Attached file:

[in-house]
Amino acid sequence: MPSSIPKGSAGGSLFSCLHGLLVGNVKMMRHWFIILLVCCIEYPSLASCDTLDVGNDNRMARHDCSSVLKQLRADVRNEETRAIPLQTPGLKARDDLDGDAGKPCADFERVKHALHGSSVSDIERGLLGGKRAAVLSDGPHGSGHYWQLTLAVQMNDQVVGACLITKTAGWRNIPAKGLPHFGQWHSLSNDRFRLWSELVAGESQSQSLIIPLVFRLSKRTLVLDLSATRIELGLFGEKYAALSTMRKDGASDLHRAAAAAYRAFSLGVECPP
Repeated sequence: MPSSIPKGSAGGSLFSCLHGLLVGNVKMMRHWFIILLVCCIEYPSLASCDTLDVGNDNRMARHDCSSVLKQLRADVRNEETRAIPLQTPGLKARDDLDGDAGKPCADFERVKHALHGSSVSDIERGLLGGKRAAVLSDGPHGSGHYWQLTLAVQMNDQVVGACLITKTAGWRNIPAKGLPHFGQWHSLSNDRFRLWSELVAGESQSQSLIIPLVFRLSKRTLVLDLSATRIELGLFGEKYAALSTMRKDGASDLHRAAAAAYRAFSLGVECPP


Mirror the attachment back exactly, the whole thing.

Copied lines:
[in-house]
Amino acid sequence: MPSSIPKGSAGGSLFSCLHGLLVGNVKMMRHWFIILLVCCIEYPSLASCDTLDVGNDNRMARHDCSSVLKQLRADVRNEETRAIPLQTPGLKARDDLDGDAGKPCADFERVKHALHGSSVSDIERGLLGGKRAAVLSDGPHGSGHYWQLTLAVQMNDQVVGACLITKTAGWRNIPAKGLPHFGQWHSLSNDRFRLWSELVAGESQSQSLIIPLVFRLSKRTLVLDLSATRIELGLFGEKYAALSTMRKDGASDLHRAAAAAYRAFSLGVECPP
Repeated sequence: MPSSIPKGSAGGSLFSCLHGLLVGNVKMMRHWFIILLVCCIEYPSLASCDTLDVGNDNRMARHDCSSVLKQLRADVRNEETRAIPLQTPGLKARDDLDGDAGKPCADFERVKHALHGSSVSDIERGLLGGKRAAVLSDGPHGSGHYWQLTLAVQMNDQVVGACLITKTAGWRNIPAKGLPHFGQWHSLSNDRFRLWSELVAGESQSQSLIIPLVFRLSKRTLVLDLSATRIELGLFGEKYAALSTMRKDGASDLHRAAAAAYRAFSLGVECPP